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Kaplan Law School’s radical move to introduce admissions test for its Graduate Diploma in Law and Legal Practice Course (LPC) has received mixed reaction from would-be lawyers.
The controversial decision, exclusively revealed in the Autumn 2010 issue Lawyer 2B magazine, means that aspiring lawyers will have to endure a rigorous selection day with a presentation, written examination topped off with a 10-minute interview.
Sheffield University’s law society vice president Jennifer Sugden is against the tests. She argued: “If you’ve got your A-levels and achieved your degree by working very hard for so many years, then it’s pretty tough for someone to end up falling at this last hurdle. I think you go through so many hurdles for education, and if you’ve worked hard throughout your degree, you have got that grade for a reason.”
But Miranda Mannering who after completing the LPC at the College of Law two years ago has decided against a legal career favours such a move as she claimed it may make students think more carefully about doing the £12,000 course. She said: “Students need to be more aware that they may not get a job and having to do a test may dissuade people from doing the course.”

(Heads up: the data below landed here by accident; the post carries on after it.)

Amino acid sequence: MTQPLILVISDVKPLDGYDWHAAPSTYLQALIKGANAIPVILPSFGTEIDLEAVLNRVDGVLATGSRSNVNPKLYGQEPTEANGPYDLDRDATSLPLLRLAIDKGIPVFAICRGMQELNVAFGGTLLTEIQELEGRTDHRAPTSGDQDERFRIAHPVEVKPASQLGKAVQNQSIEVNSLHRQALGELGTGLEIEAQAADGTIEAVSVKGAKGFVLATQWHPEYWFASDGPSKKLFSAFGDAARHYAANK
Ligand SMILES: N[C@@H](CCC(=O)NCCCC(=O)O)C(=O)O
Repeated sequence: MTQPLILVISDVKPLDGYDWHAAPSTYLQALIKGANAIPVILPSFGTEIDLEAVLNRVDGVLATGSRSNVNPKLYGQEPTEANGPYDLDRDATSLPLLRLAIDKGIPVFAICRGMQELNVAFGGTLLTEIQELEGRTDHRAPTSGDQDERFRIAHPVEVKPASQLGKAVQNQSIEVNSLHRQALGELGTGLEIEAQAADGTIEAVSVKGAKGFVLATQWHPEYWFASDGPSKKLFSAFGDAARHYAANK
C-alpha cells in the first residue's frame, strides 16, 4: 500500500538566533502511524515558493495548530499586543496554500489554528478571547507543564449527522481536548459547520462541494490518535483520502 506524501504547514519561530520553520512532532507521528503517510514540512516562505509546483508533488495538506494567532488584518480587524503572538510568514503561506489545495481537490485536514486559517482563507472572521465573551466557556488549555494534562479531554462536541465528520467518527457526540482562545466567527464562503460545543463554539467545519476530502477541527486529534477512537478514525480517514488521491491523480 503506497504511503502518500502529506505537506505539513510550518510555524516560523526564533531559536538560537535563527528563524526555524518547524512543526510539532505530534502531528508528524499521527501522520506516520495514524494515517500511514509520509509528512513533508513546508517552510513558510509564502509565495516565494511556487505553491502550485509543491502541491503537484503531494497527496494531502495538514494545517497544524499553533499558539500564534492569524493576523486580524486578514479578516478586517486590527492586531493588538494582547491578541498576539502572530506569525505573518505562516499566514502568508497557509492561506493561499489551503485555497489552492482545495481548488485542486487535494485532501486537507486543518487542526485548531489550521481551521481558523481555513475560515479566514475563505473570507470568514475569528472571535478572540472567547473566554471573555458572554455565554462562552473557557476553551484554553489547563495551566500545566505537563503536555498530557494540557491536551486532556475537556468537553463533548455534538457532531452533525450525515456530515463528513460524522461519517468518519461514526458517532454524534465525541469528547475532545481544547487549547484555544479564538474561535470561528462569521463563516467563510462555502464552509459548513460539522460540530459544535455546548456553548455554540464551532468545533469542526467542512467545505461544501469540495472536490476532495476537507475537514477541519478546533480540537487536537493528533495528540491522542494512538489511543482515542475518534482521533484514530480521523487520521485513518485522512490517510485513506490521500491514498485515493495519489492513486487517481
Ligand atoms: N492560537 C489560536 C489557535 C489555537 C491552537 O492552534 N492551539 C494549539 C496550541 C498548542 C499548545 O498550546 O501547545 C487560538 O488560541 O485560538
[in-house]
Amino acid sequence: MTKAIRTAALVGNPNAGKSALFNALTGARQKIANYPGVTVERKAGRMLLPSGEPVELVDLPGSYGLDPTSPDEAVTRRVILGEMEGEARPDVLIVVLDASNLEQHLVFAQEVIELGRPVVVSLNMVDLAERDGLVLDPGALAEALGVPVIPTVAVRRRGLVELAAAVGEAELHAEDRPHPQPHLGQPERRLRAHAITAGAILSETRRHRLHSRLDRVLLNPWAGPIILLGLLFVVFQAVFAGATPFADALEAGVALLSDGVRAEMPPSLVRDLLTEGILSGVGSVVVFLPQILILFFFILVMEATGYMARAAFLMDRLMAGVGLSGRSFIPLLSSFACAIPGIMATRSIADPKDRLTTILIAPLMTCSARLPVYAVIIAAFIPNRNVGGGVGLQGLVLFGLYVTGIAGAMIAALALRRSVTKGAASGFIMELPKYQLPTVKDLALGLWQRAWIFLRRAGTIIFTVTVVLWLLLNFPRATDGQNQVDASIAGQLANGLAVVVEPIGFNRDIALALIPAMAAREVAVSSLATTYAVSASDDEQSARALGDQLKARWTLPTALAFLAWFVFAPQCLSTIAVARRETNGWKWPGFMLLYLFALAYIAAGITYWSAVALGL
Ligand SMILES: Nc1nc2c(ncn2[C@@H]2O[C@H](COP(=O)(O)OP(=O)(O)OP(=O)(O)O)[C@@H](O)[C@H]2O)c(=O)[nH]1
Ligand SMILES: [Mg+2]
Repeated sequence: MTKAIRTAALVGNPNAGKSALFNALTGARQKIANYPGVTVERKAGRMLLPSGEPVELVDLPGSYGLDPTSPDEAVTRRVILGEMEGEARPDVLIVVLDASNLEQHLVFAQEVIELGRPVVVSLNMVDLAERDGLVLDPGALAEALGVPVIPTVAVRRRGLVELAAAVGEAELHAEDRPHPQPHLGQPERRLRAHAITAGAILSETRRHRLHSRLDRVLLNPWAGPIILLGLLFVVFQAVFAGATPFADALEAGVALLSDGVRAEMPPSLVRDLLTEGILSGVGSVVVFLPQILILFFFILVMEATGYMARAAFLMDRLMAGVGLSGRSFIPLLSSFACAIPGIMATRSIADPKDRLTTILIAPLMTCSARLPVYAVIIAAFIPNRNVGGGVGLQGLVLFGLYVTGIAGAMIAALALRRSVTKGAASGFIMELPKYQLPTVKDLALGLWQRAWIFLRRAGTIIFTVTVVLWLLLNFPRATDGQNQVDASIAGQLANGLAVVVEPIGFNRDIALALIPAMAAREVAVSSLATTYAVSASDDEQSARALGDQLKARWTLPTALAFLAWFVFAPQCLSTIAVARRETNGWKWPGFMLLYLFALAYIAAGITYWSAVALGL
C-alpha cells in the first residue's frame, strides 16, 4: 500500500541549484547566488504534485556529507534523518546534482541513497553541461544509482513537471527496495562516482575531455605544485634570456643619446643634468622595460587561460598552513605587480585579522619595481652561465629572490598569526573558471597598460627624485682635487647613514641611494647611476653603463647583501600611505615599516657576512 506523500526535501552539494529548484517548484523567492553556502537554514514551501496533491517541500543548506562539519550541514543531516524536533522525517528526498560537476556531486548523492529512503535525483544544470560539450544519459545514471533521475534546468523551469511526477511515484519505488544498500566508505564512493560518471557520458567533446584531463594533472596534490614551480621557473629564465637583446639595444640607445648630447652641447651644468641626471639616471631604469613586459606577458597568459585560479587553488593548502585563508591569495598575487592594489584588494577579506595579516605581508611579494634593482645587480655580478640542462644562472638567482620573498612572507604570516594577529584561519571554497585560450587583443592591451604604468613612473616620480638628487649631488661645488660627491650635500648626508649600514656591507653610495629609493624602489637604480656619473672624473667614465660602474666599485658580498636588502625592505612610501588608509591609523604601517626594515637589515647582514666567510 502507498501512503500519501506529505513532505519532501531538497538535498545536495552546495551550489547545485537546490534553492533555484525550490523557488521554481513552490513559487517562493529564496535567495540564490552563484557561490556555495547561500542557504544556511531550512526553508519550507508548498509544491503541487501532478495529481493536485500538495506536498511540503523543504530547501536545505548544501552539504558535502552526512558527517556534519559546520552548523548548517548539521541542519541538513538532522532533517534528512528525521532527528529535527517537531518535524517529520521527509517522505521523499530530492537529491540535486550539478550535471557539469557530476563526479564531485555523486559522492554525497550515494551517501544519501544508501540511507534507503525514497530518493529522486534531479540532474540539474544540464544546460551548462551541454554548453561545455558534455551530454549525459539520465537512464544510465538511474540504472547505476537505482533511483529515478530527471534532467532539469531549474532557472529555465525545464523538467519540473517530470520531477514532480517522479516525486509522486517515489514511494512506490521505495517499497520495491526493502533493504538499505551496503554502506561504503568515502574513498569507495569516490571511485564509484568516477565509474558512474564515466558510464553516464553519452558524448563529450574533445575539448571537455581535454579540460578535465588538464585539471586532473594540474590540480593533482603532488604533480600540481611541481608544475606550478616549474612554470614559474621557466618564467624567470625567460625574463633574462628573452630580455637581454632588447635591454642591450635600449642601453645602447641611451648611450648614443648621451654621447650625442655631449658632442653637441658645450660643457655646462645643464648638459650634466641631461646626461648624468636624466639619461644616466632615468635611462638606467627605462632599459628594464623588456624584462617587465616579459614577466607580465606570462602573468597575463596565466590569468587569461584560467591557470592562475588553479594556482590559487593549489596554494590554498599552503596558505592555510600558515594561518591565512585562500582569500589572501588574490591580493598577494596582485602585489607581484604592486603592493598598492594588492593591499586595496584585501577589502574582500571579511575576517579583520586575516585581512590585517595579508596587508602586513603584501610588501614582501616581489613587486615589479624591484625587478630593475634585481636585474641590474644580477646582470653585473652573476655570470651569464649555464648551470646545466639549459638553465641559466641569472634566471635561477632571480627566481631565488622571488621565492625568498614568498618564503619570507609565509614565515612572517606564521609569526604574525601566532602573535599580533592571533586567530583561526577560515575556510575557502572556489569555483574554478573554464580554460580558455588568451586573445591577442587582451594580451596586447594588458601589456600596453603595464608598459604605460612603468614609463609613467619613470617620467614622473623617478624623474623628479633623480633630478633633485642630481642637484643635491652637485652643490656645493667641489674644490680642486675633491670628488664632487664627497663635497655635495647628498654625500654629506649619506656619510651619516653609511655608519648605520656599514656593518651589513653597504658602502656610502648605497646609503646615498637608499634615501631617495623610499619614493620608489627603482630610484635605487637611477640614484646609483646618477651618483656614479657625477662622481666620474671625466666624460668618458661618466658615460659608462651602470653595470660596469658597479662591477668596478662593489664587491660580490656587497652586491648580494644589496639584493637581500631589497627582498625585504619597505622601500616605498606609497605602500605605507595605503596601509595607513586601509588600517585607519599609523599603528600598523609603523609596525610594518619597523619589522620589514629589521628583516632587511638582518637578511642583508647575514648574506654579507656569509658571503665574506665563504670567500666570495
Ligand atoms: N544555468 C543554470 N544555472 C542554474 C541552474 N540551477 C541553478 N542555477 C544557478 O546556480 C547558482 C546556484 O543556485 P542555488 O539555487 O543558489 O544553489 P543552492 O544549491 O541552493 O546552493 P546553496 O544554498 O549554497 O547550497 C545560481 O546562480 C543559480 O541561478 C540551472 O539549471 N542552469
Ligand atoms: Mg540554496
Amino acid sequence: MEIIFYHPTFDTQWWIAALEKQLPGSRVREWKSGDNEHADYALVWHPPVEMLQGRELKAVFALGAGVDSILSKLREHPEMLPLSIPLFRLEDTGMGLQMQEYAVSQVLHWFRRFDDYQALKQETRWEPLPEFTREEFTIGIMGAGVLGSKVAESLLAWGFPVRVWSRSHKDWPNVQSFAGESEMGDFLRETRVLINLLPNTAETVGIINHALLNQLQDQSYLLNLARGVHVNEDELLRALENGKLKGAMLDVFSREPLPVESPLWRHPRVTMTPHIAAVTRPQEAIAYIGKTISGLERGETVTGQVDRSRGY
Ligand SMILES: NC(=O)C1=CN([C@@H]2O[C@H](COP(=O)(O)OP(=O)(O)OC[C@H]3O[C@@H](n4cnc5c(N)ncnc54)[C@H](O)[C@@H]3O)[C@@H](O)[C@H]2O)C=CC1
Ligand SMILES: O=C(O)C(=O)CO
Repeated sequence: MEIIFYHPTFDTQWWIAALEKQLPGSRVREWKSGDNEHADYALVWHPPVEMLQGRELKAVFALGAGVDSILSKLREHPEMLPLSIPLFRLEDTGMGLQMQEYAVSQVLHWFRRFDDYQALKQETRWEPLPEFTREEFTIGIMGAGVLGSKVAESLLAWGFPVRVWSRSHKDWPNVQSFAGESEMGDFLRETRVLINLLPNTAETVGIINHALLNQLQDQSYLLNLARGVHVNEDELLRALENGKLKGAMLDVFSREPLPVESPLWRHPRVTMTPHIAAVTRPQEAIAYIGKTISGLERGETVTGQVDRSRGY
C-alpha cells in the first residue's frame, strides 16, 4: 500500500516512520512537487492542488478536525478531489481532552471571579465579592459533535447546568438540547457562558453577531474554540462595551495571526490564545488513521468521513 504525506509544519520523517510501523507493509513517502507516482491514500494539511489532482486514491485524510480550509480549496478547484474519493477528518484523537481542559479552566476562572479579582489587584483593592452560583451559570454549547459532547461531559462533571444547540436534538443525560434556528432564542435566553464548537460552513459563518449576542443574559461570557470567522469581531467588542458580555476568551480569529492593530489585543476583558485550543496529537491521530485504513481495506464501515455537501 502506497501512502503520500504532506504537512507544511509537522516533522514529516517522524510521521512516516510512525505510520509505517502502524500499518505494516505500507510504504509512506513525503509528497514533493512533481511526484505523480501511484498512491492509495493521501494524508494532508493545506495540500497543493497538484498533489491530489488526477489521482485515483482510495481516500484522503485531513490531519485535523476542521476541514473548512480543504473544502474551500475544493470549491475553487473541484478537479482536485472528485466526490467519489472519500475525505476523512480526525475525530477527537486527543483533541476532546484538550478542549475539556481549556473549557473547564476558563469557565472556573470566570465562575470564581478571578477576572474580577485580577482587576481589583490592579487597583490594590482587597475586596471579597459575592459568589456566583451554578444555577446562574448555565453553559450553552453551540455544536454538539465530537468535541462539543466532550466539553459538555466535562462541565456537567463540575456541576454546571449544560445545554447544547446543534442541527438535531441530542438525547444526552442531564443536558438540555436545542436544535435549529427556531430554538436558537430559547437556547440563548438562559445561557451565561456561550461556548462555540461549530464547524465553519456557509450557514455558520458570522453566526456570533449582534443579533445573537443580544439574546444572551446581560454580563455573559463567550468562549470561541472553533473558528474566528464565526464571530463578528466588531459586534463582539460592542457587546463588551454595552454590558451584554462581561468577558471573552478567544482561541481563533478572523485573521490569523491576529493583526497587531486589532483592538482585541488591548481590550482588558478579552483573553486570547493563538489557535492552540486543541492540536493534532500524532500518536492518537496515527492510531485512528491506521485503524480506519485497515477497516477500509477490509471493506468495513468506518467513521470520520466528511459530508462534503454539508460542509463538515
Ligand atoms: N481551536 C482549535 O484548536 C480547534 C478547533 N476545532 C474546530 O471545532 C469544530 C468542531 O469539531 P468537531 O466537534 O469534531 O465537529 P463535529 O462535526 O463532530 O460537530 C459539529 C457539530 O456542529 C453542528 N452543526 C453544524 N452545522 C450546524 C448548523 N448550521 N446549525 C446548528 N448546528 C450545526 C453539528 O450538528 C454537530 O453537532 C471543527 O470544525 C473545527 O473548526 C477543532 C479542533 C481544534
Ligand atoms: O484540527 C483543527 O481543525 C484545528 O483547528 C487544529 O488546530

A current LPC student who did not want be identified agreed with Mannering. He said: “I think LPC providers should be more selective. I don’t want to be elitist but if there’s some kind of academic testing and if you’re a good student you should be able to pass it.”
“If you can’t do a decent presentation or pass an interview how would you expect to get a training contract anyway,” he added.
University of Kent’s law society president Zainul Jussab also welcomed the introduction of an admissions test arguing that presentation and interview skills are essential for a solicitor. He claimed: “This test will both deter people and lead to better qualified, better trained and generally better lawyers.”
Jussab continued: “Yes it will make my life harder, but if I don’t have these core skills by the end of my degree then I would need to think long and hard whether I am really cut out to be a solicitor.”